Going through a major workplace restructure or redundancy is never easy. Both organisations and individuals are seeing major changes in the way workforces evolve.
We are seeing less of the traditional approach where a person is hired at the age of 18 and spends their entire career working for one organisation however, there are still workplaces out there with employees who have spent up to 20, 30 or even 40+ years in the one company.
Our environment is ever-changing and therefore so are the needs of business. Required skill sets are constantly undergoing transformation. Work is being outsourced to save on wages and the competition in the employment market has reached unprecedented levels. As a result of such factors, we are seeing an increasing amount of workplace restructures throughout Australia.
In this issue of The Career Chronicles, we’d like to take a closer look at the emotions you may experience if you have, or will be affected by a company restructure. Let’s focus on how this experience can help to develop yourself not only professionally, but also on a personal level.
What’s the longest you have worked for an organisation? 5 years? 10 years or more perhaps?
When working for an organisation for that long, their practices, culture, and even the people can become deeply ingrained in you. It’s as if it has become a part of your DNA.
To suddenly have this ripped out from underneath you can be very traumatic. Work is not just somewhere you spend 8 hours of your day to receive a salary.. it forms part of your identity.
One of the first questions you may be asked when you meet someone new is “What do you do?”
Certain traits and personalities are drawn to certain occupations so by finding out what a person does for a living, you can get some idea as to what an individual’s personality type may be.
A sudden loss of part of your identity can even prompt you to ask yourself questions such as “Who am I?” and “What is my purpose?”
When you initially hear news as life-changing as redundancy notice, what are some of the emotions you may experience? Denial? Shock? Anger? Stress? Frustration? All of which are normal and you may continue to experience these emotions whilst grieving the loss of a role.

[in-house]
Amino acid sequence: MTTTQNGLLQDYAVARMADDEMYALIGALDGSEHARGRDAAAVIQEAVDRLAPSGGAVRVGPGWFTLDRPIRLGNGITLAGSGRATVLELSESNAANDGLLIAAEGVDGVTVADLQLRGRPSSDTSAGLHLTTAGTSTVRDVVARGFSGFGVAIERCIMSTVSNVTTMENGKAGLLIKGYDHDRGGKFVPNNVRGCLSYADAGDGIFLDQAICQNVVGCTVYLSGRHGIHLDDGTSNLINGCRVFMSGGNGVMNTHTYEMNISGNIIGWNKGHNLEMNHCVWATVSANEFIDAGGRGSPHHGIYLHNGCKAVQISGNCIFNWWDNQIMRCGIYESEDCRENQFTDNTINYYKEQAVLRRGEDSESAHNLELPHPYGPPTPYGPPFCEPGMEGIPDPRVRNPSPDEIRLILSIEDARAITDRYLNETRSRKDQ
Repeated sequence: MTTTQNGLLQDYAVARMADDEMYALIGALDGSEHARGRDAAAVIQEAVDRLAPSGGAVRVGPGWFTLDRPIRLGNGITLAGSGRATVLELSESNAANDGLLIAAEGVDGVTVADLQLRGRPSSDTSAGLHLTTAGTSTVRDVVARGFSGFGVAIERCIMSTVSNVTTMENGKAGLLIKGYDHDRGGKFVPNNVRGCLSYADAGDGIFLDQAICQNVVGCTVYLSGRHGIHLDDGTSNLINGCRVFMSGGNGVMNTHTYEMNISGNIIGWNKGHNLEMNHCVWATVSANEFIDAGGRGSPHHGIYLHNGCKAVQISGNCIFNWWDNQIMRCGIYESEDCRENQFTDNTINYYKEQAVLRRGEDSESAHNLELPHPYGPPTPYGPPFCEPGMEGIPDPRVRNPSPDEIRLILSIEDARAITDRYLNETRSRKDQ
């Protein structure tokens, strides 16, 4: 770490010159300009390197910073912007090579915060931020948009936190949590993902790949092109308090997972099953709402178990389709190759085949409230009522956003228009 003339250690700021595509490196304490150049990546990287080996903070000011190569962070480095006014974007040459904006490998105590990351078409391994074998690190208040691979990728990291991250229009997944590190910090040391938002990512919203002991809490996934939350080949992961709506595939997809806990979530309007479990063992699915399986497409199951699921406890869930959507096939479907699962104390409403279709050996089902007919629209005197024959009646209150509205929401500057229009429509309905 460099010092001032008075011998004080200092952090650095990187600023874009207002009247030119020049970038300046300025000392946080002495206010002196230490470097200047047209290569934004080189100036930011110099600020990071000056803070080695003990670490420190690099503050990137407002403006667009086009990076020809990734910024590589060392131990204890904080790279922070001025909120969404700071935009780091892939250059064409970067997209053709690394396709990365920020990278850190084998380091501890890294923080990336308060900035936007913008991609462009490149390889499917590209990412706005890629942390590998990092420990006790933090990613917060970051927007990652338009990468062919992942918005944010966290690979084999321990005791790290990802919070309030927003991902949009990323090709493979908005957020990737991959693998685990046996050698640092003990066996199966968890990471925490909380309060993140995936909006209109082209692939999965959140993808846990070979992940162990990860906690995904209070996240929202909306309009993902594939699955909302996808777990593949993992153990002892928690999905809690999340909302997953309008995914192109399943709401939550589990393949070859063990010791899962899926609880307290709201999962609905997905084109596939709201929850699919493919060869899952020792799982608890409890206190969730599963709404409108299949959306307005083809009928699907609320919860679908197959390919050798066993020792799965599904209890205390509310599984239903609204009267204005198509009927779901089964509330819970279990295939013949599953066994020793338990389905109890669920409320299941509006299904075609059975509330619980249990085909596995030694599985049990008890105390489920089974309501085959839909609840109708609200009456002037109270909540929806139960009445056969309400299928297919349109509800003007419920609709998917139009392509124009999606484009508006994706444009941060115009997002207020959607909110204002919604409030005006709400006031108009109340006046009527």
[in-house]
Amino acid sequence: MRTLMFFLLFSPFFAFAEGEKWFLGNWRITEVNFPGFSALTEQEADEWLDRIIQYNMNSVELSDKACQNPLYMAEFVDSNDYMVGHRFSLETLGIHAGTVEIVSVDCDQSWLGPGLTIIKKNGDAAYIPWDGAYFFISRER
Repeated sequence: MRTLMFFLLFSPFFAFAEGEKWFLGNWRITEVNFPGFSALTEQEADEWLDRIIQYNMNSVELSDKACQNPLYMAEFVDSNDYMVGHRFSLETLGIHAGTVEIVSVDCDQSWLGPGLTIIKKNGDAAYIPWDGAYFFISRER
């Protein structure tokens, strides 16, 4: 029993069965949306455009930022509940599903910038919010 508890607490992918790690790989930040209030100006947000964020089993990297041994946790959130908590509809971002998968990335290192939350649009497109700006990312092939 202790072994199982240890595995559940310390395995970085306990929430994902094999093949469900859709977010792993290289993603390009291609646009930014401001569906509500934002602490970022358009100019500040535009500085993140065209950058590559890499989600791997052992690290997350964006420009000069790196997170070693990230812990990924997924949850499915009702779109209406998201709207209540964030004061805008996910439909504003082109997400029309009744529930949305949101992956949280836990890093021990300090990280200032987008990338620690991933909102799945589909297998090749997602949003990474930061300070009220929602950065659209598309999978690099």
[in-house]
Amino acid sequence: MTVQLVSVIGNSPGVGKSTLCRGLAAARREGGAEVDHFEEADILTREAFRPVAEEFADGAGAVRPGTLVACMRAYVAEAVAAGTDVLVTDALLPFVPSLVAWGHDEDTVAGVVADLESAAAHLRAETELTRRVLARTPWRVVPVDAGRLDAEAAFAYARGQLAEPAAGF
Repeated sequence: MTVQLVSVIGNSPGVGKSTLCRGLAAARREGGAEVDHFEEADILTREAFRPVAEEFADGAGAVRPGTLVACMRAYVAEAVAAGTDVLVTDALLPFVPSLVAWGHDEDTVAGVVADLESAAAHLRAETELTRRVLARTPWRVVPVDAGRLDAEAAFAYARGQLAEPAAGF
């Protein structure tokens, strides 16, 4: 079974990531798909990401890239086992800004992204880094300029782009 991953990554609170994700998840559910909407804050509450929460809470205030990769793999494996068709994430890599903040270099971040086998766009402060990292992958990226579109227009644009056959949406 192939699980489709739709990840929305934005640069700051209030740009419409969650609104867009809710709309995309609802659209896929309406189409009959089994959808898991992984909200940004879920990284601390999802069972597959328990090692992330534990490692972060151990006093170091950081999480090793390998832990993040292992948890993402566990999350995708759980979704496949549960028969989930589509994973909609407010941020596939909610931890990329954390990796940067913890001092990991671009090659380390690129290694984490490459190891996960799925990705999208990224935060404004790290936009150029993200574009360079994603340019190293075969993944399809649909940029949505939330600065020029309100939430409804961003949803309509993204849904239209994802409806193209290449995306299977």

As clichéd as it sounds, time will help with the healing process, but what else can you do to effectively manage these emotions in the meantime?
Try these effective Career Transition tips:
- Remember that attitude is a decision. Your attitude can make or break any opportunities which come your way. It’s more than just being positive, it’s believing you can add value if given direction, encouragement and trust.
- Listen to what you’re telling yourself and erase any negative messages that may affect your job search efforts.
- Have a supportive network around you such as family, friends and other job seekers.
- Map out the steps you need to put your plan into action.
- Be prepared to cope with rejection as well as attain success.
- When you receive feedback, use it to better yourself.
Redundancy can be an incredible opportunity
Going through an ordeal such as this can be incredibly overwhelming, so bear in mind that you have gone through challenging situations throughout your life before and yet you’re still here.
By overcoming these challenges, you will have learned an enormous amount of lessons which contribute to building a stronger character. Use your experience to give you the strength and wisdom to overcome the next hurdle.
Another thing to consider is that when you have been in a role for a long time, getting yourself out of your comfort zone can be difficult.
Being made redundant is an incredible opportunity to expand your horizons and look for a new challenge. This is an opportunity to find an occupation or industry that you are truly passionate about
Focus on the positives in taking a redundancy package. Pay your bills, your mortgage and maybe even take some time to rest and review your career. Find something you are passionate about and choose a career transition path that enriches your life.
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